Spotting Sessions are one of the most important responsibilities for a film composer to get right. Preparing incorrectly can cost you social credibility and future gigs, but nailing it can be a serious boost to your career and perception with clients.
What is a Spotting Session?
A Spotting Session is a viewing of a film that occurs after the shooting wrap-up but before the composer starts scoring the film. The musical direction, specific genres/instruments, and the parts of the film that should include music are all discussed here. This crucial meeting is a powerful moment for connecting to the filmmakers’ vision for the film.
Spotting Sessions consist of the “creative inner circle” of the film production team (usually no more than 5 people), including the director, producers, and the film editor.
If you want to break into the film composition space, it’s only a matter of time before you find yourself in a Spotting Session. Don’t wait and risk losing credibility with your client! Set yourself up for success and prepare with these three tips.
1. Watch the Film Before the Session
This seems like a no-brainer, but it’s amazing how few composers do this. The spotting session is not the time to see the film for the first time. That just screams “unprofessional,” especially if the director has sent you the movie with the express purpose of you viewing it!
In my personal experience, it’s best to watch the film at least twice. The first time is all about internalizing. Soak in the plot, the cinematography, the characters, the dialogue, the emotions, the story… everything. Let it churn and marinate in your subconscious mind. This is important!
For the second viewing, make sure you have a pen and paper in hand. It’s time to get down to business...
2. Take Notes
When you’re watching the film for the second time, start jotting down notes about anything and everything that comes to mind from a musical perspective.
Here are a few examples of helpful things to write down:
- Instrumental ideas (“warm strings here, soft flute”)
- Motifs (“give Sally her own lighthearted theme, give Frank a sad, tragic theme”)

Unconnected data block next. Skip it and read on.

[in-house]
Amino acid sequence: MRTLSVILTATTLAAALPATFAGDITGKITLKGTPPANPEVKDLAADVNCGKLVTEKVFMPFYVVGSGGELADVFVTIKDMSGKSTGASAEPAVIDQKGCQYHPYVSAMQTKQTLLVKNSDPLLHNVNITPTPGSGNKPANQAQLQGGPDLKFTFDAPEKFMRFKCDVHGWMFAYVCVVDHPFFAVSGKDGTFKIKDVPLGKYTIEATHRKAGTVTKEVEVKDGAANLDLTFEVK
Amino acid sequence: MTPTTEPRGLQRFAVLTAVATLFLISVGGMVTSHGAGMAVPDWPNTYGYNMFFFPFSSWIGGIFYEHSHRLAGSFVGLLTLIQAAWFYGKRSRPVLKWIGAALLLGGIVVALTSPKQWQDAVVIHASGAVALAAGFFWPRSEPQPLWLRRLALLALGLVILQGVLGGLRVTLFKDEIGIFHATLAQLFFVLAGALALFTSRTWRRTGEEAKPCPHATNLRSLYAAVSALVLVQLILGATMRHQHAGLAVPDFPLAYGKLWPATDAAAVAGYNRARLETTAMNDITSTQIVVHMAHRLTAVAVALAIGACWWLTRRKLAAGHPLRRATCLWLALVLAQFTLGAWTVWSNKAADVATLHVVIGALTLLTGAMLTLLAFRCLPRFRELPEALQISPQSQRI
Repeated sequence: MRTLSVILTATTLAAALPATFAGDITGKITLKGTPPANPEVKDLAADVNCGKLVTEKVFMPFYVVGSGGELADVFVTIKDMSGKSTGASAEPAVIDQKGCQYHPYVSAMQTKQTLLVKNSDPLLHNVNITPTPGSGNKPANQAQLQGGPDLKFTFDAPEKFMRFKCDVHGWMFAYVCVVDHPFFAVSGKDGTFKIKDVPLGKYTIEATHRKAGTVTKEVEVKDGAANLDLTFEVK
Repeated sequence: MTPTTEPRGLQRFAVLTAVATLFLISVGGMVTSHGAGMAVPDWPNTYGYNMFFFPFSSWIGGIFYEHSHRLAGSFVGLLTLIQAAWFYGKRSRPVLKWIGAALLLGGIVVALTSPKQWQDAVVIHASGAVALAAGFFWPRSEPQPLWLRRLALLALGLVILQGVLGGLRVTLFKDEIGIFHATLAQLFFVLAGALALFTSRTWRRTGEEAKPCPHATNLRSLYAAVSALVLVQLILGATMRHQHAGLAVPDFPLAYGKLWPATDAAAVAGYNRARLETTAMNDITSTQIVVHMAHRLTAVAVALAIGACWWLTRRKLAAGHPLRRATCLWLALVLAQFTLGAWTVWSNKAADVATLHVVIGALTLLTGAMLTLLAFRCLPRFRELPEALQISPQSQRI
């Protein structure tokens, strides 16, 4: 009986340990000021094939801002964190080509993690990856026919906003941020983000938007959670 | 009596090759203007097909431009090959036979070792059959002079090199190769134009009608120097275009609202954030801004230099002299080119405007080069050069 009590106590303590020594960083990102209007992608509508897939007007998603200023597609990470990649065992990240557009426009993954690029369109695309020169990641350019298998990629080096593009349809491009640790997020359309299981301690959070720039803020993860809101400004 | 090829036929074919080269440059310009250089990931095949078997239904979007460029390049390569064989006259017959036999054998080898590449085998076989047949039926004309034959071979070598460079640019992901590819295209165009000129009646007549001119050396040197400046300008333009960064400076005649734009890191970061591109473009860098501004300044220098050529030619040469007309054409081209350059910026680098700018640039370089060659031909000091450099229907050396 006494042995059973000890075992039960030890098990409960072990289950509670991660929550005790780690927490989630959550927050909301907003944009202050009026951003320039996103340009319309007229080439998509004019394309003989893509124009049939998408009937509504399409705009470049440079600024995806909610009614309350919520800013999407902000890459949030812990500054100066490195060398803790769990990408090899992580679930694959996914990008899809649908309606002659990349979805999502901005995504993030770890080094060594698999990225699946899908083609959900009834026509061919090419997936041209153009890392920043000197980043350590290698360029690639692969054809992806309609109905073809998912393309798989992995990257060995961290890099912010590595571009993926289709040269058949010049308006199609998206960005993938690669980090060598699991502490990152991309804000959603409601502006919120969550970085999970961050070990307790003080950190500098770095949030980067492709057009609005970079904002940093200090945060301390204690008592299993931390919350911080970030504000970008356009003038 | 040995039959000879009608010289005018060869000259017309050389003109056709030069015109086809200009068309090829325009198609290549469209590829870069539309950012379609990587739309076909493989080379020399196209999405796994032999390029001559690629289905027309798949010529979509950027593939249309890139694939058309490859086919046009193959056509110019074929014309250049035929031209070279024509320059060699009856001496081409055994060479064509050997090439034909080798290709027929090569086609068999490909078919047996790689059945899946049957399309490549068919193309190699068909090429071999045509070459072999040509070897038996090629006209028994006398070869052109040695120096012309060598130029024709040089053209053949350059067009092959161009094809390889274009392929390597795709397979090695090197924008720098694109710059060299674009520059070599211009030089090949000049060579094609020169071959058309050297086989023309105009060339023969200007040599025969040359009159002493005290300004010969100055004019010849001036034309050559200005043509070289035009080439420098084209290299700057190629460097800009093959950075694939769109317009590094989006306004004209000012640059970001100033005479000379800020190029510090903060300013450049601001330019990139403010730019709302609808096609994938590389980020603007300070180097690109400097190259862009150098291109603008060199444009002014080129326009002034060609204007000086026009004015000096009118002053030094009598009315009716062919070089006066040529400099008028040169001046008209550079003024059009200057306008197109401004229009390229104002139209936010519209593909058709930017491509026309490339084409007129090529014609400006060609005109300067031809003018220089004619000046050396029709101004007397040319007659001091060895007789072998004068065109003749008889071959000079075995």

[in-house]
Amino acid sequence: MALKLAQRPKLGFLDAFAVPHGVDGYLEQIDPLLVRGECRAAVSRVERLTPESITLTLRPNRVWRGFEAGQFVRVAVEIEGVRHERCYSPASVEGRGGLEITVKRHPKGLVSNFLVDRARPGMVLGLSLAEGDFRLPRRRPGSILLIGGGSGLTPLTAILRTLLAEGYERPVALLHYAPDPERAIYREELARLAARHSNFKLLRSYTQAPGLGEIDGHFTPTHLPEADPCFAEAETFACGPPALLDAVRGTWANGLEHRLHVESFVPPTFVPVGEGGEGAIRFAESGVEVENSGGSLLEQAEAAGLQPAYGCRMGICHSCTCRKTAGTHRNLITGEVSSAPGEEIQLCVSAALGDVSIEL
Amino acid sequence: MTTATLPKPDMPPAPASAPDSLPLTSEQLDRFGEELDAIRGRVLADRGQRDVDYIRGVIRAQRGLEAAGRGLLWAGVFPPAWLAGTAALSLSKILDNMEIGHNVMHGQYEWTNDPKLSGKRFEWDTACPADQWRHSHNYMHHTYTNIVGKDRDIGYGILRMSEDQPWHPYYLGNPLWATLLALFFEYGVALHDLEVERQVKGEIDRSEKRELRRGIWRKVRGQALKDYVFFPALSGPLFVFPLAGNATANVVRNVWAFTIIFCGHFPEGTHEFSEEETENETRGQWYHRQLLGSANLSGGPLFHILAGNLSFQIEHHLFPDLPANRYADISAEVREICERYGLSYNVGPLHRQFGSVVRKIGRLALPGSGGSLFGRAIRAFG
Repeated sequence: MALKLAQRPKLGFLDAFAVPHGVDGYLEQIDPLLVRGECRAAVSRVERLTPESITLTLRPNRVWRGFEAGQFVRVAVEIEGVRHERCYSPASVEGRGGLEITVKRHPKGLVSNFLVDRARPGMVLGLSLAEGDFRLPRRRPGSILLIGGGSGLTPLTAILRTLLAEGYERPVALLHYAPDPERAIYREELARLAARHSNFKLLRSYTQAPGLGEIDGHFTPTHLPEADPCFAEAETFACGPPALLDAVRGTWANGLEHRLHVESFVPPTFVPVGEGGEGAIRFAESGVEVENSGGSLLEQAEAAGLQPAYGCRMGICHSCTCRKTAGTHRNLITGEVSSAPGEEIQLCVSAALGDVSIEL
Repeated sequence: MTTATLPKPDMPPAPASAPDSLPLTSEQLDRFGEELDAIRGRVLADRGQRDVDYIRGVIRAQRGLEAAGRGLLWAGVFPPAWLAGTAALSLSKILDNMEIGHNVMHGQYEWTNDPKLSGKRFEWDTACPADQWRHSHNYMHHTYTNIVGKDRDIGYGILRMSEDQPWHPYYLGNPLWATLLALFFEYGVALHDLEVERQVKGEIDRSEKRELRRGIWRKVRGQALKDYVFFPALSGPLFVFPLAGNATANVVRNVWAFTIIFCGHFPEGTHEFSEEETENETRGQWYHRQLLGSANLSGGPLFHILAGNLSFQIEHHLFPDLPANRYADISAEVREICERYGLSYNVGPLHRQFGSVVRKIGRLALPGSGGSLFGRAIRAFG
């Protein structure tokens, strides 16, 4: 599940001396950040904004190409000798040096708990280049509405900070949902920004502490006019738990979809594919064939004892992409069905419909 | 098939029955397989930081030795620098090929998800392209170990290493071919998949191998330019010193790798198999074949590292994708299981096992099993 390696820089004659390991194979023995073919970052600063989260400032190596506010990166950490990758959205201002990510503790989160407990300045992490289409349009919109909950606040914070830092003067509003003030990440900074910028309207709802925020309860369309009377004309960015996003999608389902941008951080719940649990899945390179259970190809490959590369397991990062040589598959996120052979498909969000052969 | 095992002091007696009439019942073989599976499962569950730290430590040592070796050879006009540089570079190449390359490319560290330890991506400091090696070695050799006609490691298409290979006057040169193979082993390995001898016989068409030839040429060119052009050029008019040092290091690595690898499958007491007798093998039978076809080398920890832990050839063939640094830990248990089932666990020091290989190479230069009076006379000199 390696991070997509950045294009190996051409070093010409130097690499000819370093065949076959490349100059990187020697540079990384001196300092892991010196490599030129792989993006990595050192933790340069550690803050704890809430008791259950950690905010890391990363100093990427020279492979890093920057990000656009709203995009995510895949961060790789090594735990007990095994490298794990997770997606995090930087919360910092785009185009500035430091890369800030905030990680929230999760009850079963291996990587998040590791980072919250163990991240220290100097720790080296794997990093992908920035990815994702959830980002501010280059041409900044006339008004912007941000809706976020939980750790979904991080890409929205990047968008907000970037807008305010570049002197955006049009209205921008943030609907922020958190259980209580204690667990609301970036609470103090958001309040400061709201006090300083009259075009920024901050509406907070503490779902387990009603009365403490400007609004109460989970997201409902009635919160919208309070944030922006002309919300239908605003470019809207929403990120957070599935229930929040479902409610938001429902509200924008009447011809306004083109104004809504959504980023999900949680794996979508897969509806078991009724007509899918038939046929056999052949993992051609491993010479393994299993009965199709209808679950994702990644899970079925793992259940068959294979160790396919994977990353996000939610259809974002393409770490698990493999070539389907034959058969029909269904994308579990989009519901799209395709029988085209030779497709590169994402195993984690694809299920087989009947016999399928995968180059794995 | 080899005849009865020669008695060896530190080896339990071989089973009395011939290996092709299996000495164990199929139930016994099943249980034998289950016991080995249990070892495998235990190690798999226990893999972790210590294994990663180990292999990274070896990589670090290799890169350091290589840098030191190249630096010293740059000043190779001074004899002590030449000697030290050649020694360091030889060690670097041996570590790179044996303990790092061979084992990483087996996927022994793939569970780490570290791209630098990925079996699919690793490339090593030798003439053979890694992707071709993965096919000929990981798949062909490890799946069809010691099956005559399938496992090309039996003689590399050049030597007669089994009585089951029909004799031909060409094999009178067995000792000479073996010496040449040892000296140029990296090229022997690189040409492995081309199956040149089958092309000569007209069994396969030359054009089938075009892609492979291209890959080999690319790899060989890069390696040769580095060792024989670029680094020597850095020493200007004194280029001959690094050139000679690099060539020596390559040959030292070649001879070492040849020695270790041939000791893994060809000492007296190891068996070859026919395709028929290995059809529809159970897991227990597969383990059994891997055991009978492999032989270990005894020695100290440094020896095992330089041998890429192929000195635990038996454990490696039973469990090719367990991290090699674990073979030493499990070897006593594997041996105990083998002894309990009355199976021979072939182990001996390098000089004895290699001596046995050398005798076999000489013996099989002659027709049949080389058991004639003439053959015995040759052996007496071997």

- Timecodes (“brass comes in at chase scene, 1:23:02”)
- Types of music (“jazz combo, New Orleans jazz, John Williams-esque orchestral”)
After you’re done, analyze your notes and see if you notice any recurring or familiar themes. The point of this is to go into the spotting session with ideas of your own, as well as give yourself some rails to run on when it comes to composing your demos.
3. Prepare Demos
I can’t recommend this enough. There is no better way to impress a director or producer than by coming to the spotting session with actual musical demos in hand. Think about it: when the director wants to work with a composer on her next project, whose name will pop into her head first? The composer who was professional, timely, and prepared.
As a bonus, if the editor has the film’s session open and ready to go, they can drop your music right into the timeline and see how it feels against the film itself. This is super helpful for getting detailed feedback early.
There’s nothing worse than thinking the director wants one thing, pouring hours into your music, and then realizing that it doesn’t fit their vision at all.
Imagine sailing a large ship on the ocean that goes off course by 2 degrees. Initially, that isn’t very noticeable, but by the end of the journey, you’ll find yourself miles away from your destination.
That’s the result of a lack of alignment between the composer and filmmaker, and it’s one of the many helpful ways preparing demos can save you a ton of time in the long run.
Bonus Tip: Don’t Speak Unless Spoken To
Usually, people speak mindlessly when they’re nervous. If you’re professional, prepared and confident, you don’t need to speak. Your copious notes and demo will speak for you!
Obviously, if somebody asks you for your opinion, give your 2 cents. The important thing to remember is that silence is a signal to those around you that you’re confident in your handiwork. It may earn you some serious kudos with the filmmakers.
If you do disagree at a certain point, don’t bring it up at the spotting session and interrupt the flow of the film. Jot it down and respectfully bring it to the creators afterward. The buck stops with them, so if they veto your suggestion, remember you’re being paid to serve their vision, not the other way around.
Serving the Film is the Top Priority
It’s important to remember that this film isn’t meant to be a showcase for your newest sample library or another feather in your cap for your demo reel – it’s a piece of art that likely has a lot of blood, sweat, and tears poured into it.
Your job is not to overshadow the film, but to underscore it. Sometimes that even means no music at all.